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How to Make Tahdig (Persian Stuck-Pot Rice)

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Inspired by conversations on the Food52 Hotline, we're sharing tips and tricks that make navigating all of our kitchens easier and more fun.

Today: Persian food expert Louisa Shafia teaches us how to (successfully) make tahdig, or pot-stuck rice.

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When you think of a Persian feast, what comes to mind? Kebabs, stews, yogurts, fruit? An abundance of saffron? And rice, always rice. No Persian meal is complete without it, and the crowning glory of Persian rice is tahdig

Tahdig (pronounced tah-DEEG) is a crispy, browned layer of rice formed at the bottom of a pot by frying parboiled rice to a crisp while the rice on top steams. Louisa Shafia, Persian food expert and winner of the 2014 Piglet, says that “practically every rice-eating culture” has a variation of tahdig (Korean nurungji, Dominican concón, Spanish socarrat, Chinese guo ba, etc.). 

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In her book, The New Persian Kitchen, Shafia writes, “At Iranian feasts, tahdig is the one dish that will disappear entirely from the table -- there are simply no leftovers.” But tahdig -- meaning "bottom of the pot" in Farsi -- isn't relegated just to holidays. It is eaten whenever rice is part of a meal -- which is to say, very very often.

The basic premise of making a successful tahdig is that a portion of parcooked rice on the bottom of the pan gets golden and crispy while the rice above gets steamed -- it's essentially two dishes at a time. Variations include bottom layers made with the addition of yogurt, bread, onions, or potatoes, which each add their own binding qualities and flavors to the final product, but most tahdigs are simply made with just rice and oil. For the best results, make the effort to use Indian basmati rice and a heavy pot or pan with a tight-fitting lid.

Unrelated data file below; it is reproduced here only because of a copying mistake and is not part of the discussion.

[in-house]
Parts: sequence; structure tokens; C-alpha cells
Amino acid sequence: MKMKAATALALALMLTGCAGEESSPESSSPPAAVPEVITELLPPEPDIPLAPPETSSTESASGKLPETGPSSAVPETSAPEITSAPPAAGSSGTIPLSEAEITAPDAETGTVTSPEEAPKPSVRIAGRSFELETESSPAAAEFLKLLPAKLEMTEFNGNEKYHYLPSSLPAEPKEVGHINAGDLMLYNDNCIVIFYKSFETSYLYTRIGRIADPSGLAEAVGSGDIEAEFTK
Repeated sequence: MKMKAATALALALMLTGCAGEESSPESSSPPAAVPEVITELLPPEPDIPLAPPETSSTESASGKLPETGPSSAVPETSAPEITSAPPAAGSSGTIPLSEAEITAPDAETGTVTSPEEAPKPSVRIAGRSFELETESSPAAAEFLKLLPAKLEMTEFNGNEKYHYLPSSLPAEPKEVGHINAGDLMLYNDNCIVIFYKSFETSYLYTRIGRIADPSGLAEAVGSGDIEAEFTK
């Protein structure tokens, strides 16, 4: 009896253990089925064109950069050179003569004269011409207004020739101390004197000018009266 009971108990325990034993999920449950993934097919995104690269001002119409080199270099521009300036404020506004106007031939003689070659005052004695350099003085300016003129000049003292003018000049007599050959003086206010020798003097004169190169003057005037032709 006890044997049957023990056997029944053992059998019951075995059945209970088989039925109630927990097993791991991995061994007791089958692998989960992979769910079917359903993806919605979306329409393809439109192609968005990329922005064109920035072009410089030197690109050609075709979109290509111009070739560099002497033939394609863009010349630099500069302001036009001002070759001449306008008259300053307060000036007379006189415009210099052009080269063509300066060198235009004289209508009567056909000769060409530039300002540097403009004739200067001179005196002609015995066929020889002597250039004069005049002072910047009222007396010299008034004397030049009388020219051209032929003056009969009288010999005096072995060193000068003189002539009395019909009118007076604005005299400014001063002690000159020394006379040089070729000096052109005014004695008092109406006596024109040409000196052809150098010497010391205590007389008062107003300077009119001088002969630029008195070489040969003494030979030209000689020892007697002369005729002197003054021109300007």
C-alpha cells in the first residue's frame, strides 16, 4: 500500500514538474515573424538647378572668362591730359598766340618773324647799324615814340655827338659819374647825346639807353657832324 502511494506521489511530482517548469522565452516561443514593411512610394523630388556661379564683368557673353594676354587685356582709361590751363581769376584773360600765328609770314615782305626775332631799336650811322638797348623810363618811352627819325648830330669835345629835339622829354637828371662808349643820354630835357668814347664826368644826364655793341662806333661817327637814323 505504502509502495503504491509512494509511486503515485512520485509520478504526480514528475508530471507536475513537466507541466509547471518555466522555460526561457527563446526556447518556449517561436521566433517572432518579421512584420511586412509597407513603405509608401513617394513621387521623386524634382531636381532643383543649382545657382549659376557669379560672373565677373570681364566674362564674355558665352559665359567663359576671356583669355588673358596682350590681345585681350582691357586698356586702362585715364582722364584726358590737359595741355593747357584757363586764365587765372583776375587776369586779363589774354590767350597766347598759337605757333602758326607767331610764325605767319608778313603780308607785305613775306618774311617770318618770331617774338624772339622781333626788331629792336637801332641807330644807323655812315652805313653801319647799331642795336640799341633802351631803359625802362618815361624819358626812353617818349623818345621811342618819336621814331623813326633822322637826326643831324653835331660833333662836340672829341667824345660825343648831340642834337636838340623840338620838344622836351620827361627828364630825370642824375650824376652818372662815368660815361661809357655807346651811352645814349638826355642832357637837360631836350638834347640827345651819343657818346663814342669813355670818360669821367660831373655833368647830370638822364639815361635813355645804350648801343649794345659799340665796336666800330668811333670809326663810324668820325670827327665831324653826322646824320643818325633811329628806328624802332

Here’s what you need to know to make a basic tahdig (adapted from The New Persian Kitchen):

Makes approximately 5 1/2 cups rice and one 10-inch disk of tahdig

Ingredients:

2 cups white basmati rice
2 heaping tablespoons plus 1/4 teaspoon salt, divided

3 tablespoons coconut oil, ghee, or grapeseed oil

Tools:

Large stockpot
10-inch heavy-bottomed pot with a tight-fitting lid, preferably a cast-iron pan, a nonstick skillet, or an enameled pot
Tea towel big enough to wrap your lid 
Flame tamer or skillet ring (optional)
Offset spatula or wooden spoon
Chopstick

  

Soak the rice in cold water for 30 minutes to an hour. Swish it around in the water a few times, then drain and rinse it until the water runs clear. In a large stockpot, combine 8 cups of water and the 2 heaping tablespoons of salt. Bring to a boil. Add the rice and bring to a boil again. Pay attention, as this has a tendency to boil over. After 5 minutes, test to see if the rice is done by breaking a grain in half. It should be soft in the center but still opaque and not totally cooked through, which may take up to 8 minutes. Drain and rinse the rice under cold running water to stop the cooking. Measure out 2 cups of the rice and set aside. 

  

Heat the pan over low heat for a few minutes. Add the oil (if your pan is bigger than 10 inches, add an additional 2 tablespoons of oil) and swirl it around; add the 2 cups of rice. Spread it evenly over the bottom of the pan and pack it down tightly, using an offset spatula or a wooden spoon. Sprinkle the remaining 1/4 teaspoon of salt over the rice.

  

Add the rest of the rice to the pot and shape it into a pyramid. Using a chopstick, poke several holes into the rice to let steam escape. Cover the pot and turn the heat up to medium-high. Cook the rice for 10 minutes, then turn down the heat to as low as your stove will allow. Place a clean dish towel under the lid to catch the condensation from the rice, and cover the pan. If you have a flame tamer, slide it between the heat and your pan. Cook for 50 minutes.

  

Lift the lid from the pan. There will be condensation trapped under the lid, so try not to tilt the lid so that the condensation drips back into the rice. Gently scoop the rice from the pyramid onto a serving platter, making sure not to disturb the tahdig at the bottom of the pot. Loosen the sides of the tahdig with a butter knife or a small offset spatula, place a plate on top of the pan, and flip onto the plate. 

Serve the tahdig immediately, whole or broken into pieces. Serve the steamed rice with a pat of butter, if you'd like.

Photos by James Ransom

Tags: kitchen confidence, rice, louisa shafia, stuck-pot rice